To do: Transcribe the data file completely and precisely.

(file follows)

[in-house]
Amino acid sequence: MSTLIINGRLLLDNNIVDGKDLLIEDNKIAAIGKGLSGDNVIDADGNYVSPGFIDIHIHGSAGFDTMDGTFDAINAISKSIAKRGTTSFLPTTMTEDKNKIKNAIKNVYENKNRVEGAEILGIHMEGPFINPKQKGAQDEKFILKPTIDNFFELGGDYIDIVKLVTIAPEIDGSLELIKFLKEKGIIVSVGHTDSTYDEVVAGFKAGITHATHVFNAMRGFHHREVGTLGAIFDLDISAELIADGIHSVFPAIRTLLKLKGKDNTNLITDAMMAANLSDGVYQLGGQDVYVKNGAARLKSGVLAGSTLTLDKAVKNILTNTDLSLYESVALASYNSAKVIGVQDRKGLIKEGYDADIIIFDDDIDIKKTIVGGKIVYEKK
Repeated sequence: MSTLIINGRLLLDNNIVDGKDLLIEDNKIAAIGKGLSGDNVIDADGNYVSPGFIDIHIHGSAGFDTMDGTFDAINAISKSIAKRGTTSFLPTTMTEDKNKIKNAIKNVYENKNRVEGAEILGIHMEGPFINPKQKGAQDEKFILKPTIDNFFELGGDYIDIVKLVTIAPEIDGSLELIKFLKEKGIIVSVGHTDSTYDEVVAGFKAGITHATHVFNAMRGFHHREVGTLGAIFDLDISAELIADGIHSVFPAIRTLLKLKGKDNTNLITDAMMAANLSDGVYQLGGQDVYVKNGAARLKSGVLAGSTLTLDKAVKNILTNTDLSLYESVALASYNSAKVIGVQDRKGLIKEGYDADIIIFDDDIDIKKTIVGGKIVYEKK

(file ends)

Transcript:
[in-house]
Amino acid sequence: MSTLIINGRLLLDNNIVDGKDLLIEDNKIAAIGKGLSGDNVIDADGNYVSPGFIDIHIHGSAGFDTMDGTFDAINAISKSIAKRGTTSFLPTTMTEDKNKIKNAIKNVYENKNRVEGAEILGIHMEGPFINPKQKGAQDEKFILKPTIDNFFELGGDYIDIVKLVTIAPEIDGSLELIKFLKEKGIIVSVGHTDSTYDEVVAGFKAGITHATHVFNAMRGFHHREVGTLGAIFDLDISAELIADGIHSVFPAIRTLLKLKGKDNTNLITDAMMAANLSDGVYQLGGQDVYVKNGAARLKSGVLAGSTLTLDKAVKNILTNTDLSLYESVALASYNSAKVIGVQDRKGLIKEGYDADIIIFDDDIDIKKTIVGGKIVYEKK
Repeated sequence: MSTLIINGRLLLDNNIVDGKDLLIEDNKIAAIGKGLSGDNVIDADGNYVSPGFIDIHIHGSAGFDTMDGTFDAINAISKSIAKRGTTSFLPTTMTEDKNKIKNAIKNVYENKNRVEGAEILGIHMEGPFINPKQKGAQDEKFILKPTIDNFFELGGDYIDIVKLVTIAPEIDGSLELIKFLKEKGIIVSVGHTDSTYDEVVAGFKAGITHATHVFNAMRGFHHREVGTLGAIFDLDISAELIADGIHSVFPAIRTLLKLKGKDNTNLITDAMMAANLSDGVYQLGGQDVYVKNGAARLKSGVLAGSTLTLDKAVKNILTNTDLSLYESVALASYNSAKVIGVQDRKGLIKEGYDADIIIFDDDIDIKKTIVGGKIVYEKK